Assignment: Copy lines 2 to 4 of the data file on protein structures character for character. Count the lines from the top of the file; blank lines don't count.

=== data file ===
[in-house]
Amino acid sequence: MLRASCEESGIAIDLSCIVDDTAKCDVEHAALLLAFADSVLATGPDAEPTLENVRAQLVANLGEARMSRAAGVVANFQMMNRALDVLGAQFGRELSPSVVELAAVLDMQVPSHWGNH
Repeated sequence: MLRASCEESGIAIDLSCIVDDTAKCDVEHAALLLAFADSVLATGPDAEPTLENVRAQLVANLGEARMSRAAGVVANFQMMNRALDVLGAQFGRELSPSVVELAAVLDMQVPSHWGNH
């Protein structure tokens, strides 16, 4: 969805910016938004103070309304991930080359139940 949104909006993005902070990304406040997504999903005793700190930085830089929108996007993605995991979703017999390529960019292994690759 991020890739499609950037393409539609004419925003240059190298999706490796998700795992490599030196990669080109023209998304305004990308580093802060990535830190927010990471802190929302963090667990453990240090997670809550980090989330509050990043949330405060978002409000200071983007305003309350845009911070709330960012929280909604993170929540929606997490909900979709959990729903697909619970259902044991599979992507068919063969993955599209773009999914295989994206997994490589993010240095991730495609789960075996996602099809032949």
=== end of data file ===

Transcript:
Amino acid sequence: MLRASCEESGIAIDLSCIVDDTAKCDVEHAALLLAFADSVLATGPDAEPTLENVRAQLVANLGEARMSRAAGVVANFQMMNRALDVLGAQFGRELSPSVVELAAVLDMQVPSHWGNH
Repeated sequence: MLRASCEESGIAIDLSCIVDDTAKCDVEHAALLLAFADSVLATGPDAEPTLENVRAQLVANLGEARMSRAAGVVANFQMMNRALDVLGAQFGRELSPSVVELAAVLDMQVPSHWGNH
């Protein structure tokens, strides 16, 4: 969805910016938004103070309304991930080359139940 949104909006993005902070990304406040997504999903005793700190930085830089929108996007993605995991979703017999390529960019292994690759 991020890739499609950037393409539609004419925003240059190298999706490796998700795992490599030196990669080109023209998304305004990308580093802060990535830190927010990471802190929302963090667990453990240090997670809550980090989330509050990043949330405060978002409000200071983007305003309350845009911070709330960012929280909604993170929540929606997490909900979709959990729903697909619970259902044991599979992507068919063969993955599209773009999914295989994206997994490589993010240095991730495609789960075996996602099809032949």